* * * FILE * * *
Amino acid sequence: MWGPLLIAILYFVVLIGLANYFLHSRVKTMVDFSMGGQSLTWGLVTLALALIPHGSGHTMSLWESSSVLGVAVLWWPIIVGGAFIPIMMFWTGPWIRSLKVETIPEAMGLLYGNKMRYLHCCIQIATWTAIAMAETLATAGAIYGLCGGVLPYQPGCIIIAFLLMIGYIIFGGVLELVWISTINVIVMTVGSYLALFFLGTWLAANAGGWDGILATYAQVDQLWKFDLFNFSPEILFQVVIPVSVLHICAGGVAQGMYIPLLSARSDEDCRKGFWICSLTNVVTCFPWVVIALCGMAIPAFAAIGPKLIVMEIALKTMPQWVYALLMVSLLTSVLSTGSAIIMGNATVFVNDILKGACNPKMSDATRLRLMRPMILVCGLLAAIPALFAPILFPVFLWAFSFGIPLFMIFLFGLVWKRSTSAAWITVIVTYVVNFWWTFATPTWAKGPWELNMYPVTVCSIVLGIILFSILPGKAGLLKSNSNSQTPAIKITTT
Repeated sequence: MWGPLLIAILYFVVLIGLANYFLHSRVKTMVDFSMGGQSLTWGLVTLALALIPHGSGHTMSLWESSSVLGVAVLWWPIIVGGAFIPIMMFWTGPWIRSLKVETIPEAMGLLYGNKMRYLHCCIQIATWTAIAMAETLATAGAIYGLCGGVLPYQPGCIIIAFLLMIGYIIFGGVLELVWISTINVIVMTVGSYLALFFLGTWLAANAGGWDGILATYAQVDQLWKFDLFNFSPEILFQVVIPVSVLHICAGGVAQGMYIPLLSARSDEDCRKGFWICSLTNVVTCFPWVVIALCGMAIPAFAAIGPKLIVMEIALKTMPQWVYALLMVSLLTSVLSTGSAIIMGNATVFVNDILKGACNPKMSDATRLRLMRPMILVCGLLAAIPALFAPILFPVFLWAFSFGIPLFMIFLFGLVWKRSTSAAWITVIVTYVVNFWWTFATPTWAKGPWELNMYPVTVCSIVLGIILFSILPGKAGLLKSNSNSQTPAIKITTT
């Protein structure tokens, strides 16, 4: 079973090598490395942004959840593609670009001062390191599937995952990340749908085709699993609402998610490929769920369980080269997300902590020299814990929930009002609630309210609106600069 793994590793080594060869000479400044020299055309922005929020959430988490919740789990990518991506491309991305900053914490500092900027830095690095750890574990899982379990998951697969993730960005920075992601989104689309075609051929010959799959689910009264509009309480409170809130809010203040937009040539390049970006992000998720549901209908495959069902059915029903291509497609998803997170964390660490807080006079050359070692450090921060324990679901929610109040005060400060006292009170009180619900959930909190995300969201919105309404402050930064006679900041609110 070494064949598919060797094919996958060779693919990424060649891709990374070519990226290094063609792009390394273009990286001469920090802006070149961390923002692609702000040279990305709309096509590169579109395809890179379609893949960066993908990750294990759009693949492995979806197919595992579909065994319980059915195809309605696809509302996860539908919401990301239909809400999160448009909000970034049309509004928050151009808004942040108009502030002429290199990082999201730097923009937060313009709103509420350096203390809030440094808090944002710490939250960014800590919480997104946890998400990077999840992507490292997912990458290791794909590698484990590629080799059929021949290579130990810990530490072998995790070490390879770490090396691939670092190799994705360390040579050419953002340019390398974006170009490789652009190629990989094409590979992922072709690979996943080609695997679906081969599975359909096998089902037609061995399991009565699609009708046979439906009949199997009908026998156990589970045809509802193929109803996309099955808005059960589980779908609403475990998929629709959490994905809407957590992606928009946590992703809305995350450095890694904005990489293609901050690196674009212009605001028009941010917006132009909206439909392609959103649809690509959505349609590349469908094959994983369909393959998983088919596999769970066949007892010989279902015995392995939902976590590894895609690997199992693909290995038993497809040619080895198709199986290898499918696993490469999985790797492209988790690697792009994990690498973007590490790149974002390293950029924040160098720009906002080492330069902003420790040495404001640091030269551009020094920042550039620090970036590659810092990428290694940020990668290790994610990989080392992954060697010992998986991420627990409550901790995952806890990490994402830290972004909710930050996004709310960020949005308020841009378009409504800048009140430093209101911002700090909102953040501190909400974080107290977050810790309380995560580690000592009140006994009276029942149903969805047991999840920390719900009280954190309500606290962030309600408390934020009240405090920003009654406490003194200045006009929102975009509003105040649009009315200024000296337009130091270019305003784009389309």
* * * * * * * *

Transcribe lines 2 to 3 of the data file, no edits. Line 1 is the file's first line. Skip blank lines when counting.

Repeated sequence: MWGPLLIAILYFVVLIGLANYFLHSRVKTMVDFSMGGQSLTWGLVTLALALIPHGSGHTMSLWESSSVLGVAVLWWPIIVGGAFIPIMMFWTGPWIRSLKVETIPEAMGLLYGNKMRYLHCCIQIATWTAIAMAETLATAGAIYGLCGGVLPYQPGCIIIAFLLMIGYIIFGGVLELVWISTINVIVMTVGSYLALFFLGTWLAANAGGWDGILATYAQVDQLWKFDLFNFSPEILFQVVIPVSVLHICAGGVAQGMYIPLLSARSDEDCRKGFWICSLTNVVTCFPWVVIALCGMAIPAFAAIGPKLIVMEIALKTMPQWVYALLMVSLLTSVLSTGSAIIMGNATVFVNDILKGACNPKMSDATRLRLMRPMILVCGLLAAIPALFAPILFPVFLWAFSFGIPLFMIFLFGLVWKRSTSAAWITVIVTYVVNFWWTFATPTWAKGPWELNMYPVTVCSIVLGIILFSILPGKAGLLKSNSNSQTPAIKITTT
């Protein structure tokens, strides 16, 4: 079973090598490395942004959840593609670009001062390191599937995952990340749908085709699993609402998610490929769920369980080269997300902590020299814990929930009002609630309210609106600069 793994590793080594060869000479400044020299055309922005929020959430988490919740789990990518991506491309991305900053914490500092900027830095690095750890574990899982379990998951697969993730960005920075992601989104689309075609051929010959799959689910009264509009309480409170809130809010203040937009040539390049970006992000998720549901209908495959069902059915029903291509497609998803997170964390660490807080006079050359070692450090921060324990679901929610109040005060400060006292009170009180619900959930909190995300969201919105309404402050930064006679900041609110 070494064949598919060797094919996958060779693919990424060649891709990374070519990226290094063609792009390394273009990286001469920090802006070149961390923002692609702000040279990305709309096509590169579109395809890179379609893949960066993908990750294990759009693949492995979806197919595992579909065994319980059915195809309605696809509302996860539908919401990301239909809400999160448009909000970034049309509004928050151009808004942040108009502030002429290199990082999201730097923009937060313009709103509420350096203390809030440094808090944002710490939250960014800590919480997104946890998400990077999840992507490292997912990458290791794909590698484990590629080799059929021949290579130990810990530490072998995790070490390879770490090396691939670092190799994705360390040579050419953002340019390398974006170009490789652009190629990989094409590979992922072709690979996943080609695997679906081969599975359909096998089902037609061995399991009565699609009708046979439906009949199997009908026998156990589970045809509802193929109803996309099955808005059960589980779908609403475990998929629709959490994905809407957590992606928009946590992703809305995350450095890694904005990489293609901050690196674009212009605001028009941010917006132009909206439909392609959103649809690509959505349609590349469908094959994983369909393959998983088919596999769970066949007892010989279902015995392995939902976590590894895609690997199992693909290995038993497809040619080895198709199986290898499918696993490469999985790797492209988790690697792009994990690498973007590490790149974002390293950029924040160098720009906002080492330069902003420790040495404001640091030269551009020094920042550039620090970036590659810092990428290694940020990668290790994610990989080392992954060697010992998986991420627990409550901790995952806890990490994402830290972004909710930050996004709310960020949005308020841009378009409504800048009140430093209101911002700090909102953040501190909400974080107290977050810790309380995560580690000592009140006994009276029942149903969805047991999840920390719900009280954190309500606290962030309600408390934020009240405090920003009654406490003194200045006009929102975009509003105040649009009315200024000296337009130091270019305003784009389309």